Comments on the Drugs, Medical Devices and Cosmetics Bill, 2022

Submissions to the Ministry of Health and Family Welfare, Government of India

Executive Summary

Pharmaceutical product regulation in India needs a fundamental overhaul. The draft Drugs, Medical Devices and Cosmetics Bill, 2022 does not go far enough in making the changes that are needed to protect the health and safety of Indian citizens and to make the Indian pharmaceutical and medical device industry a truly global competitor.

The key reason for this is the absence of an independent, statutory regulator. Most developed jurisdictions around the world, in line with World Health Organisation Recommendations on the regulation of pharmaceutical products, have a dedicated, statutory regulator for drugs and medical devices that has a certain degree of autonomy from the government.

The Drugs Technical Advisory Board and the Medical Devices Technical Advisory Board that are proposed under the Draft Bill are not sufficient to allow for the modern, dynamic regulation of pharmaceutical products. The existing regulatory architecture is outdated and will not be responsive to the needs of citizens or the industry. Therefore, our main recommendations are:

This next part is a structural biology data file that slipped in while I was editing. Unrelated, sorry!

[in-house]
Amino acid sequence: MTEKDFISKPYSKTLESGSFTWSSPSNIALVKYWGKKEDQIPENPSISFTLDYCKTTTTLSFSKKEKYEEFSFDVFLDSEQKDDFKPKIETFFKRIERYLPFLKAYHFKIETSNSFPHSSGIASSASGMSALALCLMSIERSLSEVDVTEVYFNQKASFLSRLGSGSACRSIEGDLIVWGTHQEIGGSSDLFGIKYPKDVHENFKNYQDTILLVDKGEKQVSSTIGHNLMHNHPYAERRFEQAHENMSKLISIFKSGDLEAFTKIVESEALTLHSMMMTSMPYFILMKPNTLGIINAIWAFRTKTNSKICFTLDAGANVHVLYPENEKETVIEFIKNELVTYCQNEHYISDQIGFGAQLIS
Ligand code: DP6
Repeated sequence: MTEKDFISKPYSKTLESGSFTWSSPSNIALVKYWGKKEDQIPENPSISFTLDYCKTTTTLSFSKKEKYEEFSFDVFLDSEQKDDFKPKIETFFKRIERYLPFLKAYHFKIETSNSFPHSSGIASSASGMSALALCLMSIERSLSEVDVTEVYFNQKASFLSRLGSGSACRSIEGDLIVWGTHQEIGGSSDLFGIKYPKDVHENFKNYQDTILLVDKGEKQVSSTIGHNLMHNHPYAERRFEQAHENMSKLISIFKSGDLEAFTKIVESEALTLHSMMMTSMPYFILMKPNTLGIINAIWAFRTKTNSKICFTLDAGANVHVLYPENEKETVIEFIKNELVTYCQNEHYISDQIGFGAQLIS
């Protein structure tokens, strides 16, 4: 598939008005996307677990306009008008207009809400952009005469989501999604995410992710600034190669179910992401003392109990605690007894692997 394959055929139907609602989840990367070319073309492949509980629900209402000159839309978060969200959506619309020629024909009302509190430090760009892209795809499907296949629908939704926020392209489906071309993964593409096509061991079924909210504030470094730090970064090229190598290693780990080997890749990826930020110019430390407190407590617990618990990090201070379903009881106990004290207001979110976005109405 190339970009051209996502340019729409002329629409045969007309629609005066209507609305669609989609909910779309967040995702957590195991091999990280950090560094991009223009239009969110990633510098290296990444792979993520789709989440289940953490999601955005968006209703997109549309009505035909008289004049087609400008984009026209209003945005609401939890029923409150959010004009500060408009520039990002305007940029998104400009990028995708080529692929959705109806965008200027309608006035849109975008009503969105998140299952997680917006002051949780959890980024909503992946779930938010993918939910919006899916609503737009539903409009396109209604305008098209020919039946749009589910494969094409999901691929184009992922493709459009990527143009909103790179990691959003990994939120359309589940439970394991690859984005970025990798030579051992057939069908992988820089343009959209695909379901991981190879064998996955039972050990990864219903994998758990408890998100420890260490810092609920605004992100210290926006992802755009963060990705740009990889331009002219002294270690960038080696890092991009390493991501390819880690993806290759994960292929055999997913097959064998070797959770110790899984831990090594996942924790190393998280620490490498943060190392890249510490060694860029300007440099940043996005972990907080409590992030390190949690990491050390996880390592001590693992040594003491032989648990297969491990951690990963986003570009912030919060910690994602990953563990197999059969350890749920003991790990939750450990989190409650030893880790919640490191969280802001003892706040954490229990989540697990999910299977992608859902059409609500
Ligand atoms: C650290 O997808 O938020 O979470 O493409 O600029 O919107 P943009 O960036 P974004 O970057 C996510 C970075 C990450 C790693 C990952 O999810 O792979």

• Create separate legal regimes for drugs and medical devices
  • Create separate, independent regulators for drugs and medical devices, with the autonomy to take their own decisions and with appropriate, specialised expertise to carry out different functions – standard setting, licensing, quality control, post-market surveillance, and enforcement

Specifically in relation to the Draft Bill, our main recommendations are:

  • Create centralised regulators that have oversight over state drug authorities or regulatory agencies
  • Lay down clear functions for central and state drug regulatory authorities and provide mechanisms to audit their functioning
  • Centralise the process of issuing manufacturing licences
  • Provide a clearer regulatory pathway for emergency use authorisation of drugs
  • Provide legislative guidance for the compounding of offences
  • Create standard operating procedures for coordinated enforcement actions
  • Clarify rules for the recruitment of Drugs Control Officers
  • Lay down substantive provisions regarding the approval of clinical trial protocols
  • Publish justifications for the approval or rejection of clinical trial protocols
  • Make information about serious adverse events during clinical trials, and the action taken thereon, available in the public domain, while ensuring the protection of personal health information
  • Specifically in the context of medical devices, create dedicated registries to track and monitor medical devices and to issue advisories, alerts or warnings in case of malfunction or otherwise
  • Permit medical devices to demonstrate substantial equivalence with predicate devices only onthe basis of certain safeguards, especially for high-risk medical devices
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